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The growth of aggregate wage earnings in Germany, 1810-1989

  • Jean-Luc Demeulemeester
  • Claude Diebolt
  • Magali Jaoul-Grammare

Aggregate wage earnings are one of the key variables of the German economy. Paradoxically, it is also a little known variable, especially in the long term. Historians have never devoted a synthesis to the subject and, among all the economists who have centred their work on the study of economic growth, Hoffmann (1965) is the only one to have addressed aggregate earnings over a long period. This article follows up his founding work and has two objectives. The first is to measure the movement of wages and wage earners over a long period and use this to make an original estimate of aggregate employment earnings in Germany from 1810 to 1989. Reconstituted sets of statistics are also used to put forward new hypotheses concerning the way is which wages, wage earners and aggregate employment earnings in Germany are linked to the socioeconomic development of the country in the 19th and 20th centuries. It is also sought to detect the temporary and permanent shocks that have affected the German economy since the beginning of the 19th century. Our reflection is in two parts. The first defines the concept of wages, sets out the spatial scope and describes the methodological constraints. The second describes our cliometric results.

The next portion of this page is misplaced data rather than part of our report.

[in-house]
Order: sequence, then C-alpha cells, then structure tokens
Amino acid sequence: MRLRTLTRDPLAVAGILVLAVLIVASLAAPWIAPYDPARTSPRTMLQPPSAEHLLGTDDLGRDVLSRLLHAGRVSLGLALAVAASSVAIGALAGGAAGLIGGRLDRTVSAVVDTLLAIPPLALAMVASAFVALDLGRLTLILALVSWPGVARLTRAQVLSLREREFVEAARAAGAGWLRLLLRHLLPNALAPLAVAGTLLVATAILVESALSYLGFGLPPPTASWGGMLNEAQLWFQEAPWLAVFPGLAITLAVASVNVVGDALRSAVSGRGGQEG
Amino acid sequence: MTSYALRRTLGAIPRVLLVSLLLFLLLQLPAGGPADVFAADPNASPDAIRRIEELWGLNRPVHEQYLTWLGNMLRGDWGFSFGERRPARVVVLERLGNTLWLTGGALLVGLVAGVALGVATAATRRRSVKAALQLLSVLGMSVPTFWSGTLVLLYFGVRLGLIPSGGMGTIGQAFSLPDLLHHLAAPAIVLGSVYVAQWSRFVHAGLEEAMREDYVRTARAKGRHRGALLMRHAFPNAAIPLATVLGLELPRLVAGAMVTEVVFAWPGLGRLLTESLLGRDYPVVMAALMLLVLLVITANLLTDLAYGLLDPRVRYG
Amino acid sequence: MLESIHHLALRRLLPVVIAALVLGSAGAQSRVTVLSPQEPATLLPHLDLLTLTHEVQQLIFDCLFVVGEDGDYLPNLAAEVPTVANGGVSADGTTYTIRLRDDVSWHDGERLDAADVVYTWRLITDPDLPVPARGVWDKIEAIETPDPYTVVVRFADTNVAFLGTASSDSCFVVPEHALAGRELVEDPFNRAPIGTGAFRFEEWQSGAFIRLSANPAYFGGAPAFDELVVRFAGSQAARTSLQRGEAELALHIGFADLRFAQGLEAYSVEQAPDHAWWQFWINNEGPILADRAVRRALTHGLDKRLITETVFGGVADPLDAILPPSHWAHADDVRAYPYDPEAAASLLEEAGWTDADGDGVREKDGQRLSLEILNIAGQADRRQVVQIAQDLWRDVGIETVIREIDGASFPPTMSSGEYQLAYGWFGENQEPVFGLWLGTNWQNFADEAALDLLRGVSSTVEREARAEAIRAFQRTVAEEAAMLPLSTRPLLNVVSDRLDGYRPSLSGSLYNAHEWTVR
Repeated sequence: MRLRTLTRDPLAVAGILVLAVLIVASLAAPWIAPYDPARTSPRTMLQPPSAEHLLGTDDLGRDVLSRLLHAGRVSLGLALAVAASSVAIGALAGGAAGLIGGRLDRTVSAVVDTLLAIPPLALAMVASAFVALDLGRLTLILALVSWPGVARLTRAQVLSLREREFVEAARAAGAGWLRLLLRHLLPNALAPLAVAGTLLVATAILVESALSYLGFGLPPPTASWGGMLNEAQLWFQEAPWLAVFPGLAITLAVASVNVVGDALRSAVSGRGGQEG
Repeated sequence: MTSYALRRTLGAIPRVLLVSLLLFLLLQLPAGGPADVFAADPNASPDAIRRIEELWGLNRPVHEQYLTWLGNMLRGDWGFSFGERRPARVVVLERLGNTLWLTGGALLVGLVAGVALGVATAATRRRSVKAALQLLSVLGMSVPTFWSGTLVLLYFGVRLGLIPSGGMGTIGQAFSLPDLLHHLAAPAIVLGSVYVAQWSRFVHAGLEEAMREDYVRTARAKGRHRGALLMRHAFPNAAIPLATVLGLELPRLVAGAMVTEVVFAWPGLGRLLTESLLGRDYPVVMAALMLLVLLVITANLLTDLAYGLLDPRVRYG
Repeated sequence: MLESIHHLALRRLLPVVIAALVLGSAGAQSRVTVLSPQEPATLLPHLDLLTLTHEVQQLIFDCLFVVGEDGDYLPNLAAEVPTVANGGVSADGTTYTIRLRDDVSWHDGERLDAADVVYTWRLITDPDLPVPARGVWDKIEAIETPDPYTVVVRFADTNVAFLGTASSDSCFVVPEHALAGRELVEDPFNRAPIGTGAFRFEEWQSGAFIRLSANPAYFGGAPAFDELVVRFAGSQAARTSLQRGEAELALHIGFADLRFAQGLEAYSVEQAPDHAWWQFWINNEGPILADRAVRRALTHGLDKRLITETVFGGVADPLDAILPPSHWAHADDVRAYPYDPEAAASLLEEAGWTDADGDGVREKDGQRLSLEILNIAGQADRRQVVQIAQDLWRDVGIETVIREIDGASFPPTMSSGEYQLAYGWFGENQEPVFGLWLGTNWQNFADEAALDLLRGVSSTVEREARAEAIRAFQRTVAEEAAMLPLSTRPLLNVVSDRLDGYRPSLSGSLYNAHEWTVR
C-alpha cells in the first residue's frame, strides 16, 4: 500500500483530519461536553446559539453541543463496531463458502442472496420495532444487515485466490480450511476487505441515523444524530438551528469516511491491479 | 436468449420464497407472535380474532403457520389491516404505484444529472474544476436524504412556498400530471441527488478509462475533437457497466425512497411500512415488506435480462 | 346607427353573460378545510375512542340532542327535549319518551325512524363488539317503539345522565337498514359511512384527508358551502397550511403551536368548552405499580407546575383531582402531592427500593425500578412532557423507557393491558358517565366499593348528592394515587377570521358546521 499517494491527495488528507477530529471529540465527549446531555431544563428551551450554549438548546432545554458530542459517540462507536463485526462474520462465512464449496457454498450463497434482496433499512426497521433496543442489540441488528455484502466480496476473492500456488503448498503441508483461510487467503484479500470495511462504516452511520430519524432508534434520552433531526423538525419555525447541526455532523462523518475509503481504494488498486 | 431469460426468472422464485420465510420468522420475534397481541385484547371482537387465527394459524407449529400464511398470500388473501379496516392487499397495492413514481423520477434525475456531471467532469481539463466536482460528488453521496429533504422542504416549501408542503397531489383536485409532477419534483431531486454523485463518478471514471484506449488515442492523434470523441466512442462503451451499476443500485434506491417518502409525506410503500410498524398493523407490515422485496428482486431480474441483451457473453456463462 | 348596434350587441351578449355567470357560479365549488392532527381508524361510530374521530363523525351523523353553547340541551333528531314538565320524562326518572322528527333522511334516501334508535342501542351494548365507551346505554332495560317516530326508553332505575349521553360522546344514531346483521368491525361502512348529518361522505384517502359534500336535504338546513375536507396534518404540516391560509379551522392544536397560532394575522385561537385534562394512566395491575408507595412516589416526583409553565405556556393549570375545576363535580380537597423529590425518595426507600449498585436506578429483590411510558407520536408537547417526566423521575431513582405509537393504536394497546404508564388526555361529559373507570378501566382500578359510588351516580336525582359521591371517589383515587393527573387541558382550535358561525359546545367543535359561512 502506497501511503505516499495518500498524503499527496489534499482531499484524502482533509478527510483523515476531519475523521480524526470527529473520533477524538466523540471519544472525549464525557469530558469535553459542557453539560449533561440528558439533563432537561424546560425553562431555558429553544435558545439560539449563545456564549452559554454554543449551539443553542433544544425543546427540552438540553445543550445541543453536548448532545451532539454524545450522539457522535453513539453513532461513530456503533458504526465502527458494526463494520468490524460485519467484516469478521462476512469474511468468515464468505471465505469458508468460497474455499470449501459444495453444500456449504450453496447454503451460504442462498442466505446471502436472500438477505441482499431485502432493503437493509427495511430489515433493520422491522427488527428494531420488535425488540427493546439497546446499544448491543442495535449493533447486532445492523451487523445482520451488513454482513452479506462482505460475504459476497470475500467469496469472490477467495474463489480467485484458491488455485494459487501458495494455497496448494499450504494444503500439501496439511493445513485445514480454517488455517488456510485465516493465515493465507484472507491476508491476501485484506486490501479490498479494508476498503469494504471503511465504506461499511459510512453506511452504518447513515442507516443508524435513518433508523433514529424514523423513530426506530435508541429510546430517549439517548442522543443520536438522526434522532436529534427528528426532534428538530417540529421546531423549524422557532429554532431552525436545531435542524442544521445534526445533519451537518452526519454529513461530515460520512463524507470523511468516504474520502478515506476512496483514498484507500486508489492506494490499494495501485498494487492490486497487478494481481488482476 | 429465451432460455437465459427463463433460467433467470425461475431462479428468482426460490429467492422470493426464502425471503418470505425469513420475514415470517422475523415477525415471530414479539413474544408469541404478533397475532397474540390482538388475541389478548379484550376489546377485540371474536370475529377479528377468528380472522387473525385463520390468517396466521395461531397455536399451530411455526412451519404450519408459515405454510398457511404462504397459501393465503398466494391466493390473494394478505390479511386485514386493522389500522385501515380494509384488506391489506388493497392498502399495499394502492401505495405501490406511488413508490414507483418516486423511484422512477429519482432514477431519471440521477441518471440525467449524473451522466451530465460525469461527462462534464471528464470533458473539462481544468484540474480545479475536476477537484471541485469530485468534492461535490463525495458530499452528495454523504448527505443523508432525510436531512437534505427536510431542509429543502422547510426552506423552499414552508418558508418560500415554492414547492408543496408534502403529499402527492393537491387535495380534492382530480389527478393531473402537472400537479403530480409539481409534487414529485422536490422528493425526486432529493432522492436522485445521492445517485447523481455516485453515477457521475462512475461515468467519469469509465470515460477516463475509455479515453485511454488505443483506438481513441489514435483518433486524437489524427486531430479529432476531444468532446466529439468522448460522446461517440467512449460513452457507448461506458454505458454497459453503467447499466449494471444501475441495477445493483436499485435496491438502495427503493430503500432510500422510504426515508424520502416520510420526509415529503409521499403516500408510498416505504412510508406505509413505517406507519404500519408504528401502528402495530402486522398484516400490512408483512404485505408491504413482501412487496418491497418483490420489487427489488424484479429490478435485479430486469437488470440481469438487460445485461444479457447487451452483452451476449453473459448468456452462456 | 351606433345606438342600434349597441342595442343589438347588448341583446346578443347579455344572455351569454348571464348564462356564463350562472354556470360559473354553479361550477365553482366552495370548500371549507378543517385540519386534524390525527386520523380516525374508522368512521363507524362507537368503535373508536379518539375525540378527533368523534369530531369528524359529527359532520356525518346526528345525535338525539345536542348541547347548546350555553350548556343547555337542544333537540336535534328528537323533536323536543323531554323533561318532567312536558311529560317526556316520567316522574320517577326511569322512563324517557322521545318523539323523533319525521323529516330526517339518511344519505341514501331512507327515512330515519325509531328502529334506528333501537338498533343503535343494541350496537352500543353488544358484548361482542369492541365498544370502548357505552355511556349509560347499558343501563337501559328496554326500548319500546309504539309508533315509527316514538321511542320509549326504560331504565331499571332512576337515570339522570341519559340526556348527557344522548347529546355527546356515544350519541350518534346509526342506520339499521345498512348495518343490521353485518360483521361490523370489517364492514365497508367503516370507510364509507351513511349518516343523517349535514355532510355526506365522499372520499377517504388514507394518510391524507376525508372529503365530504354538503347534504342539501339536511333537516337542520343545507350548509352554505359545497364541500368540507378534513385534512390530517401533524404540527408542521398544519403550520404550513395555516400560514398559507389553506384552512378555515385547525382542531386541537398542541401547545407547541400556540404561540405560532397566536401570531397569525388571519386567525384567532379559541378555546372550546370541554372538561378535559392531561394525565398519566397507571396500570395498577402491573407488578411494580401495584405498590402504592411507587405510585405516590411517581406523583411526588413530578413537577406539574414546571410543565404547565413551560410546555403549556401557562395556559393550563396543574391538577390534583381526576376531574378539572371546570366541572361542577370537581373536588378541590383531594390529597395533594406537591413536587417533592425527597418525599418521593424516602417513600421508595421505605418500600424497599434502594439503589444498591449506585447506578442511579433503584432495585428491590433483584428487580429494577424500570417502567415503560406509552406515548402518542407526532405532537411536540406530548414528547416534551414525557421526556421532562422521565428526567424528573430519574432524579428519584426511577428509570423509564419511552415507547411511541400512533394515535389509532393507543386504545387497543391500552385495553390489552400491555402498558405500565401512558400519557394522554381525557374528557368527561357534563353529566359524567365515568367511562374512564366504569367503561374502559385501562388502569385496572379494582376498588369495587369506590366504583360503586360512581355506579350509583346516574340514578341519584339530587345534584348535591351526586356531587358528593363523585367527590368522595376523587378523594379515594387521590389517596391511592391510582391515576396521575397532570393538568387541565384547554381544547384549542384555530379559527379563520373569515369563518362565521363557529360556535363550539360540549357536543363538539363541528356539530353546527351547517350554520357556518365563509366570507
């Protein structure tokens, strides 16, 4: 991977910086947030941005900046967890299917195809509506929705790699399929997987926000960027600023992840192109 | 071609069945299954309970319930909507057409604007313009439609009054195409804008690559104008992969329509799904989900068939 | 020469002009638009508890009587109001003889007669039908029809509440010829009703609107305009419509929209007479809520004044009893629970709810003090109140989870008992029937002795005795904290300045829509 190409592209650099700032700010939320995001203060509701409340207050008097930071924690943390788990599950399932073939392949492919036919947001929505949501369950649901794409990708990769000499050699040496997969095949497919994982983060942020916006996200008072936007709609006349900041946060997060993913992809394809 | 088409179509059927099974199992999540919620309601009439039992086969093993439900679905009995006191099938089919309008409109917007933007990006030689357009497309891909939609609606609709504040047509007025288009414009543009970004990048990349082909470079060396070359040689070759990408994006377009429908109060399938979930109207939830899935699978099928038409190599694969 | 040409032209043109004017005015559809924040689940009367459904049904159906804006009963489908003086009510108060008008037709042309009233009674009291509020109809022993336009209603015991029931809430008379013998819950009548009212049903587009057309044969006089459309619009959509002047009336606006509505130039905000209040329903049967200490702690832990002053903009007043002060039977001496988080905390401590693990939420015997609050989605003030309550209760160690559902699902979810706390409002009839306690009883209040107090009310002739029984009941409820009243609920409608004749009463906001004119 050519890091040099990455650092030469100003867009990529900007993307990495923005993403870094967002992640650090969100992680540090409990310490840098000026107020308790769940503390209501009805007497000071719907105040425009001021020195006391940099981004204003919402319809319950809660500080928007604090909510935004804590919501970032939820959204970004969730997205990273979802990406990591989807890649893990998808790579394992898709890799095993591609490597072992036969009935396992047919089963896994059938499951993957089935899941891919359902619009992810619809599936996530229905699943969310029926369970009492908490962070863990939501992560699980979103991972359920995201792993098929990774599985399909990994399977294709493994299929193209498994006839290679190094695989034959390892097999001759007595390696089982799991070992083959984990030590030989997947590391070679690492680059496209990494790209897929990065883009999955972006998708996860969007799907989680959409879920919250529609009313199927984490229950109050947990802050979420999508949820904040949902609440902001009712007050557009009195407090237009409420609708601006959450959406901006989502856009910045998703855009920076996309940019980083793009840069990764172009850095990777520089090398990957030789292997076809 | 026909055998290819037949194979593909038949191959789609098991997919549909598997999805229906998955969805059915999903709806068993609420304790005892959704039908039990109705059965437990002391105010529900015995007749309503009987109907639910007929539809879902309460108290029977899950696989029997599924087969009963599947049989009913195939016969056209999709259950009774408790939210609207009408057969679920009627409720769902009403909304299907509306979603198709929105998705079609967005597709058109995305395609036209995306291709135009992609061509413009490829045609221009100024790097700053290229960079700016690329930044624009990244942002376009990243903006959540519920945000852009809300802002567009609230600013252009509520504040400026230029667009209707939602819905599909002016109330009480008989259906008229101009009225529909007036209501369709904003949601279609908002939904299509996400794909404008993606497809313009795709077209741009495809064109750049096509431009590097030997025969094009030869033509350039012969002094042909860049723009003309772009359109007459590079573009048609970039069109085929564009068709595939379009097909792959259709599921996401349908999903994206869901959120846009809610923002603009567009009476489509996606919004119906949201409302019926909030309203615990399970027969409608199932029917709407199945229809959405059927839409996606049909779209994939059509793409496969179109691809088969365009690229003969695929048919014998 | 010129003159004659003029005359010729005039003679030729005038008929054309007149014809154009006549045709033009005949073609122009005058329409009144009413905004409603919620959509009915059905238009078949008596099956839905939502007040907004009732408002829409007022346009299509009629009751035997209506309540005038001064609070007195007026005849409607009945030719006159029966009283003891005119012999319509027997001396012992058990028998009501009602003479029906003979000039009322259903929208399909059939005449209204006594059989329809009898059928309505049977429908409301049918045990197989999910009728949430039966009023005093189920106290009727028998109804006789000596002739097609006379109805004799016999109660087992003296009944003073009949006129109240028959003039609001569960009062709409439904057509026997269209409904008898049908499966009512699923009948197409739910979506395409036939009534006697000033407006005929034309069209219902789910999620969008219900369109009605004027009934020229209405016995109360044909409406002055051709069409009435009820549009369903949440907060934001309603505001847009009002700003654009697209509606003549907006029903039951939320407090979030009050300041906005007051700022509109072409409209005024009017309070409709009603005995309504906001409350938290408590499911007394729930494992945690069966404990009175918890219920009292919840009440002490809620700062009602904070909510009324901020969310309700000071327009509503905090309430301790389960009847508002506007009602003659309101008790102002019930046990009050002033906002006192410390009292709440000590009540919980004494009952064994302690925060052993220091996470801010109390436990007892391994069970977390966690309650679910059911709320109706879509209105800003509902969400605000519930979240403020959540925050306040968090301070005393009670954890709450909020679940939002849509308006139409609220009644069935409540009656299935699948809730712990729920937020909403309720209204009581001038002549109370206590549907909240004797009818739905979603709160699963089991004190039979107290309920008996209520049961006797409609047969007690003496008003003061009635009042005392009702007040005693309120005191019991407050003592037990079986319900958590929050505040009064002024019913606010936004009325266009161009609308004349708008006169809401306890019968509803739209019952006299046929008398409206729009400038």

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Article provided by Taylor & Francis Journals in its journal Applied Economics.

Volume (Year): 43 (2011)
Issue (Month): 21 ()
Pages: 2657-2669

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